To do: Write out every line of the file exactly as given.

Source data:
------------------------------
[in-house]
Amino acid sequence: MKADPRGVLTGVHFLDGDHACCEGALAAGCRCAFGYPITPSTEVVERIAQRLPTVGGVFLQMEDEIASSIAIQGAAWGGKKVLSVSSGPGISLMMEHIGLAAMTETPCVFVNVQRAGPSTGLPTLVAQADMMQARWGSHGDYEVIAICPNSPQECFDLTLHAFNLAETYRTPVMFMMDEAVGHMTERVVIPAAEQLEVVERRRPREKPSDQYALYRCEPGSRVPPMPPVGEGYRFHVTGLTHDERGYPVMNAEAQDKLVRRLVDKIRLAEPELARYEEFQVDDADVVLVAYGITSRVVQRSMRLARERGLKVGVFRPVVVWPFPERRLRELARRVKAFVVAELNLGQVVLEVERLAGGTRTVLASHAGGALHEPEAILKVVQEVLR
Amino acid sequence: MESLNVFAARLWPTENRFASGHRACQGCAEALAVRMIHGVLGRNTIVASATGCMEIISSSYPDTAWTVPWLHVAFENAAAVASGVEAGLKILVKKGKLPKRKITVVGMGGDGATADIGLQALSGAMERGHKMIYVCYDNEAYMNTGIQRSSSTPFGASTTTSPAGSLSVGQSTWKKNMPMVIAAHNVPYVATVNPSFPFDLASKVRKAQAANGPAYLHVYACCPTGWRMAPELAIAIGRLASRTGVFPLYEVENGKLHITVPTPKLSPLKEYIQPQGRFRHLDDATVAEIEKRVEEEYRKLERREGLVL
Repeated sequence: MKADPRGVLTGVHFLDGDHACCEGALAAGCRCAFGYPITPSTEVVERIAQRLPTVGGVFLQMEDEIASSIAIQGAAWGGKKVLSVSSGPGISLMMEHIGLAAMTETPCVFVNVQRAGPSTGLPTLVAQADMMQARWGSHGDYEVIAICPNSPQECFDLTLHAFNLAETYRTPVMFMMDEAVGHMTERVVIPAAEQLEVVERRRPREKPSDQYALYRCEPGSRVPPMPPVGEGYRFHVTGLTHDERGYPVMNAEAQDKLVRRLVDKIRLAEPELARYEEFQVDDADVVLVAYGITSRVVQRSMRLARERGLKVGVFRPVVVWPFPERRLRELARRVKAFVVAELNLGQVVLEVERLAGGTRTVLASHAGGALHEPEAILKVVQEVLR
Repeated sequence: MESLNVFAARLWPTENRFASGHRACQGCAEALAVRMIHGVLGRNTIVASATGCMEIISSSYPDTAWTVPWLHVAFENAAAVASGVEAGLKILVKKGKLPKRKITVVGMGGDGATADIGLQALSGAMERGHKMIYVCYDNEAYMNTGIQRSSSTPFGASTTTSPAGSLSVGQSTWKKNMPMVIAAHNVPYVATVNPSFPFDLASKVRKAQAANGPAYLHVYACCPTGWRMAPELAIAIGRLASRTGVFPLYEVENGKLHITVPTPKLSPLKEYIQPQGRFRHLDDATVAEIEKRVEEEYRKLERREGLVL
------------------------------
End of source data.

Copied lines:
[in-house]
Amino acid sequence: MKADPRGVLTGVHFLDGDHACCEGALAAGCRCAFGYPITPSTEVVERIAQRLPTVGGVFLQMEDEIASSIAIQGAAWGGKKVLSVSSGPGISLMMEHIGLAAMTETPCVFVNVQRAGPSTGLPTLVAQADMMQARWGSHGDYEVIAICPNSPQECFDLTLHAFNLAETYRTPVMFMMDEAVGHMTERVVIPAAEQLEVVERRRPREKPSDQYALYRCEPGSRVPPMPPVGEGYRFHVTGLTHDERGYPVMNAEAQDKLVRRLVDKIRLAEPELARYEEFQVDDADVVLVAYGITSRVVQRSMRLARERGLKVGVFRPVVVWPFPERRLRELARRVKAFVVAELNLGQVVLEVERLAGGTRTVLASHAGGALHEPEAILKVVQEVLR
Amino acid sequence: MESLNVFAARLWPTENRFASGHRACQGCAEALAVRMIHGVLGRNTIVASATGCMEIISSSYPDTAWTVPWLHVAFENAAAVASGVEAGLKILVKKGKLPKRKITVVGMGGDGATADIGLQALSGAMERGHKMIYVCYDNEAYMNTGIQRSSSTPFGASTTTSPAGSLSVGQSTWKKNMPMVIAAHNVPYVATVNPSFPFDLASKVRKAQAANGPAYLHVYACCPTGWRMAPELAIAIGRLASRTGVFPLYEVENGKLHITVPTPKLSPLKEYIQPQGRFRHLDDATVAEIEKRVEEEYRKLERREGLVL
Repeated sequence: MKADPRGVLTGVHFLDGDHACCEGALAAGCRCAFGYPITPSTEVVERIAQRLPTVGGVFLQMEDEIASSIAIQGAAWGGKKVLSVSSGPGISLMMEHIGLAAMTETPCVFVNVQRAGPSTGLPTLVAQADMMQARWGSHGDYEVIAICPNSPQECFDLTLHAFNLAETYRTPVMFMMDEAVGHMTERVVIPAAEQLEVVERRRPREKPSDQYALYRCEPGSRVPPMPPVGEGYRFHVTGLTHDERGYPVMNAEAQDKLVRRLVDKIRLAEPELARYEEFQVDDADVVLVAYGITSRVVQRSMRLARERGLKVGVFRPVVVWPFPERRLRELARRVKAFVVAELNLGQVVLEVERLAGGTRTVLASHAGGALHEPEAILKVVQEVLR
Repeated sequence: MESLNVFAARLWPTENRFASGHRACQGCAEALAVRMIHGVLGRNTIVASATGCMEIISSSYPDTAWTVPWLHVAFENAAAVASGVEAGLKILVKKGKLPKRKITVVGMGGDGATADIGLQALSGAMERGHKMIYVCYDNEAYMNTGIQRSSSTPFGASTTTSPAGSLSVGQSTWKKNMPMVIAAHNVPYVATVNPSFPFDLASKVRKAQAANGPAYLHVYACCPTGWRMAPELAIAIGRLASRTGVFPLYEVENGKLHITVPTPKLSPLKEYIQPQGRFRHLDDATVAEIEKRVEEEYRKLERREGLVL